Interim CM Release

Release 2 of Counterfeit Monkey is available from (I know, it still says release 1 on the website.) This release does not tackle all the bugs that have been reported to me, but it does handle several that were particularly significant to the play experience: one that prevented highlighting from working as it was supposed to, and two affecting the endgame that were under some circumstances preventing people from seeing all the outcomes it should have been possible to see.

I mean to tackle the rest of what’s been reported as well, of course, but as that might take a few more days to complete, I wanted to make this available now.

27 thoughts on “Interim CM Release

  1. I’m about halfway through; should I restart with this new version to avoid problems with the end game or can I play on?

    • That’s very much your call. The bug can affect one of several ways to play the endgame, thus narrowing down your (narrative as well as puzzly) options. It will not wholly prevent you from finishing.

  2. I somehow ended up with the synthesizer in my inventory. I’m not sure how it got there; it’s still also where it’s supposed to be. I think I might have done a ‘get all from synth’ or a ‘get all from case’ or something, but I don’t remember — I just glanced at my inventory and noticed it was there. It appears to be functional, but I can’t drop it — it says I don’t see that here, oddly. I can interact with it otherwise — looking at it, putting stuff in it, turning it on, etc.

  3. I died. I did “eho try ba pne”. Gargoyle wouldn’t let me undo. I hadn’t realised I should be saving the game. :’( It was really fun before that!

      • Don’t worry, I’ve not given up. I realised afterwards too that there had been text earlier on about the dangers of doing that sort of thing, but like so many clues and puzzles often do, it just sort of washed over me as flavour and I only recognized it for guidance when it was too late. I discovered I actually had saved earlier, when I was hiding from somebody and the descriptions gave me the feeling I might actually be in danger – so I shouldn’t need to redo as much as I thought – but this one just caught me out of the blue. Similarly, your earlier warning about UNDO just registered as “might be inconvenient” because it’s a long time since I’ve played a kills-you-dead game without UNDO and I just didn’t realize the consequences. (Reading your post again I see you were clear on that when you first mentioned Gargoyle; I just got a bit lost in all the interpreter advice until I got to the bottom and saw: “Linux: Gargoyle is the best option here” and forgot everything else.)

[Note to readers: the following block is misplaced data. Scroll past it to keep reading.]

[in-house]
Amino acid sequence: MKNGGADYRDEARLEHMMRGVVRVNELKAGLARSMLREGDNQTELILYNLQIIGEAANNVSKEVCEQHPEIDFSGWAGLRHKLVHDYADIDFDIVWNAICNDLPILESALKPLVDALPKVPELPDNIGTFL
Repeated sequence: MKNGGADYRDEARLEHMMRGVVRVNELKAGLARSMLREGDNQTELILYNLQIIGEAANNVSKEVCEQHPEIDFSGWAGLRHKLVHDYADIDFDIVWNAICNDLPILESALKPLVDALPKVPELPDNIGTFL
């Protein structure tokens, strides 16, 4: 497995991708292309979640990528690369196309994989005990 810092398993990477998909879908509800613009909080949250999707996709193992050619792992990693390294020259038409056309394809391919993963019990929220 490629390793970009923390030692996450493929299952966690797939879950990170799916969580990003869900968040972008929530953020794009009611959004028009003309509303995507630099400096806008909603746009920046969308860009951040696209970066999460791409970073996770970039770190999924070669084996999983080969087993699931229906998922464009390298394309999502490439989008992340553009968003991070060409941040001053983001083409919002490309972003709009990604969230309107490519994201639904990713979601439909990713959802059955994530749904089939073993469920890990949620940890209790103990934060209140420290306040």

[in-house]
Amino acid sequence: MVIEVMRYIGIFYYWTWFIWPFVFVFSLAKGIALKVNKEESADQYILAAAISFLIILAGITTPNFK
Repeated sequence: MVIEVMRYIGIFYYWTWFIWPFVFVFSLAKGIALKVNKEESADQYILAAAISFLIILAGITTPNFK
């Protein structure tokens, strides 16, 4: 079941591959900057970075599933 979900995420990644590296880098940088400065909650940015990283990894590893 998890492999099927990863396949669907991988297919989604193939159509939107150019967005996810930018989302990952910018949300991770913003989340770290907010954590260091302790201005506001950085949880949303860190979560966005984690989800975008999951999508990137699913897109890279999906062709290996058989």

I think what I’m saying is I know it’s my fault, the instructions were there, I just failed to read, understand, remember and apply them.

        Thank you for making such a wonderful game. Contrary to my hundreds of words about my single bad experience, I am loving the puzzle mechanics!

  4. Oh, a suggestion!

    It’s possible to produce single letters. Perhaps the game should have a special error message when you try wave an I-remover at the letter I? Currently it just says it can’t produce anything called “”. (I actually expected it to completely destroy the object, but I’m not sure if that would be a good idea since I’m not sure if it could potentially leave some puzzles unsolvable.)

    Also, a question about how the game was made! Did you write some sort of automated tool to find all possible permutations of the game’s items? I pictured an external script that ran over every initial item in the game, trying every possible alteration that the game would provide, recursively, until it had found everything, then printing it back out for you to figure out what to handle and how.

    (Actually, it occurs to me that with a dictionary file, python, and a list of items in my inventory at any given moment, I could probably do that myself to find solutions to puzzles… hm! I’ll resist the temptation for now.)